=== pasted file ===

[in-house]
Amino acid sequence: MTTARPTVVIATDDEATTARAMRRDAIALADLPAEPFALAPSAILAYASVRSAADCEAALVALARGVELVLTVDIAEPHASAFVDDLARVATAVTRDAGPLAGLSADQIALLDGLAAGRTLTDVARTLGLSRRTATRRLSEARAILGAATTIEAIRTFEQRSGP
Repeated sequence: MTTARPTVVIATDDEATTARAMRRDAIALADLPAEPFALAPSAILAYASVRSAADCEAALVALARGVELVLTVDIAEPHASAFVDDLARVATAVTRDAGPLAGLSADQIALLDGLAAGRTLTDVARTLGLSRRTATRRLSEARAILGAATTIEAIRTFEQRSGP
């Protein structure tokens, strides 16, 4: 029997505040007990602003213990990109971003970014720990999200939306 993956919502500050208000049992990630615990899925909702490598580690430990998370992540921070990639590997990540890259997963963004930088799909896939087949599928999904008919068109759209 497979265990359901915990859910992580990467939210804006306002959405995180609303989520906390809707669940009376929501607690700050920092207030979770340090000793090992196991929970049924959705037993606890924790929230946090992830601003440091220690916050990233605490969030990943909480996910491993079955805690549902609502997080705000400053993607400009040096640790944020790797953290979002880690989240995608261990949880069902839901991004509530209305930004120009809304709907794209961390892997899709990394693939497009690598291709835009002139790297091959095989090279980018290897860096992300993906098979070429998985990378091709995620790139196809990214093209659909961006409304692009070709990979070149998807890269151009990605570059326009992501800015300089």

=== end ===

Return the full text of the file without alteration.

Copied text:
[in-house]
Amino acid sequence: MTTARPTVVIATDDEATTARAMRRDAIALADLPAEPFALAPSAILAYASVRSAADCEAALVALARGVELVLTVDIAEPHASAFVDDLARVATAVTRDAGPLAGLSADQIALLDGLAAGRTLTDVARTLGLSRRTATRRLSEARAILGAATTIEAIRTFEQRSGP
Repeated sequence: MTTARPTVVIATDDEATTARAMRRDAIALADLPAEPFALAPSAILAYASVRSAADCEAALVALARGVELVLTVDIAEPHASAFVDDLARVATAVTRDAGPLAGLSADQIALLDGLAAGRTLTDVARTLGLSRRTATRRLSEARAILGAATTIEAIRTFEQRSGP
């Protein structure tokens, strides 16, 4: 029997505040007990602003213990990109971003970014720990999200939306 993956919502500050208000049992990630615990899925909702490598580690430990998370992540921070990639590997990540890259997963963004930088799909896939087949599928999904008919068109759209 497979265990359901915990859910992580990467939210804006306002959405995180609303989520906390809707669940009376929501607690700050920092207030979770340090000793090992196991929970049924959705037993606890924790929230946090992830601003440091220690916050990233605490969030990943909480996910491993079955805690549902609502997080705000400053993607400009040096640790944020790797953290979002880690989240995608261990949880069902839901991004509530209305930004120009809304709907794209961390892997899709990394693939497009690598291709835009002139790297091959095989090279980018290897860096992300993906098979070429998985990378091709995620790139196809990214093209659909961006409304692009070709990979070149998807890269151009990605570059326009992501800015300089």